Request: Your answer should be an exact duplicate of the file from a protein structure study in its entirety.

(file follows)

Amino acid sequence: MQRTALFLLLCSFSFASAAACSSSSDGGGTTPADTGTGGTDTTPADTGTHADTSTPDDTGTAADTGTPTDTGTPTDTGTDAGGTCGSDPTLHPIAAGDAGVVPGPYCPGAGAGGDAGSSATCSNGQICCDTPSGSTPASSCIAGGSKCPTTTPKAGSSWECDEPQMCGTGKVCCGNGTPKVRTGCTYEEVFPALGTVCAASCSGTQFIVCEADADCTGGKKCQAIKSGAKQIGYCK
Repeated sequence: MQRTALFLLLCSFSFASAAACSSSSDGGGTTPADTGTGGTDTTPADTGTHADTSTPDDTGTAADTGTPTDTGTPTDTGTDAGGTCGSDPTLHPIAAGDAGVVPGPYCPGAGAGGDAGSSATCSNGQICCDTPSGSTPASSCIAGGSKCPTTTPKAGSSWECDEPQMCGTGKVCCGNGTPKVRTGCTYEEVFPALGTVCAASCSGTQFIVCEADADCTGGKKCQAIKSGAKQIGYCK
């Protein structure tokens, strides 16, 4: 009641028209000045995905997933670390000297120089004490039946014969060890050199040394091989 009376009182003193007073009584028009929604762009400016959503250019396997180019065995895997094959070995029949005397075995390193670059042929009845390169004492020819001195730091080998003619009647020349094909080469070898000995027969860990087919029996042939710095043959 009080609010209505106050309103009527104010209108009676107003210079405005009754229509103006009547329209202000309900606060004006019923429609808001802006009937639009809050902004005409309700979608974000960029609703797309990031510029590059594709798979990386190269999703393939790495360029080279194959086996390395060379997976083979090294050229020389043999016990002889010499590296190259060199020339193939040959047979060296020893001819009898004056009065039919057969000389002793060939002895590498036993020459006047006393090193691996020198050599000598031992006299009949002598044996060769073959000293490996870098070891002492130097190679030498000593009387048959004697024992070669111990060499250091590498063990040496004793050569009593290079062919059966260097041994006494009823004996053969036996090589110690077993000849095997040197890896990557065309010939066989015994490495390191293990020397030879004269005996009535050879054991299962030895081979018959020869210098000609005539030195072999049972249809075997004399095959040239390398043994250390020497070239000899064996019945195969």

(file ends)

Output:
Amino acid sequence: MQRTALFLLLCSFSFASAAACSSSSDGGGTTPADTGTGGTDTTPADTGTHADTSTPDDTGTAADTGTPTDTGTPTDTGTDAGGTCGSDPTLHPIAAGDAGVVPGPYCPGAGAGGDAGSSATCSNGQICCDTPSGSTPASSCIAGGSKCPTTTPKAGSSWECDEPQMCGTGKVCCGNGTPKVRTGCTYEEVFPALGTVCAASCSGTQFIVCEADADCTGGKKCQAIKSGAKQIGYCK
Repeated sequence: MQRTALFLLLCSFSFASAAACSSSSDGGGTTPADTGTGGTDTTPADTGTHADTSTPDDTGTAADTGTPTDTGTPTDTGTDAGGTCGSDPTLHPIAAGDAGVVPGPYCPGAGAGGDAGSSATCSNGQICCDTPSGSTPASSCIAGGSKCPTTTPKAGSSWECDEPQMCGTGKVCCGNGTPKVRTGCTYEEVFPALGTVCAASCSGTQFIVCEADADCTGGKKCQAIKSGAKQIGYCK
């Protein structure tokens, strides 16, 4: 009641028209000045995905997933670390000297120089004490039946014969060890050199040394091989 009376009182003193007073009584028009929604762009400016959503250019396997180019065995895997094959070995029949005397075995390193670059042929009845390169004492020819001195730091080998003619009647020349094909080469070898000995027969860990087919029996042939710095043959 009080609010209505106050309103009527104010209108009676107003210079405005009754229509103006009547329209202000309900606060004006019923429609808001802006009937639009809050902004005409309700979608974000960029609703797309990031510029590059594709798979990386190269999703393939790495360029080279194959086996390395060379997976083979090294050229020389043999016990002889010499590296190259060199020339193939040959047979060296020893001819009898004056009065039919057969000389002793060939002895590498036993020459006047006393090193691996020198050599000598031992006299009949002598044996060769073959000293490996870098070891002492130097190679030498000593009387048959004697024992070669111990060499250091590498063990040496004793050569009593290079062919059966260097041994006494009823004996053969036996090589110690077993000849095997040197890896990557065309010939066989015994490495390191293990020397030879004269005996009535050879054991299962030895081979018959020869210098000609005539030195072999049972249809075997004399095959040239390398043994250390020497070239000899064996019945195969």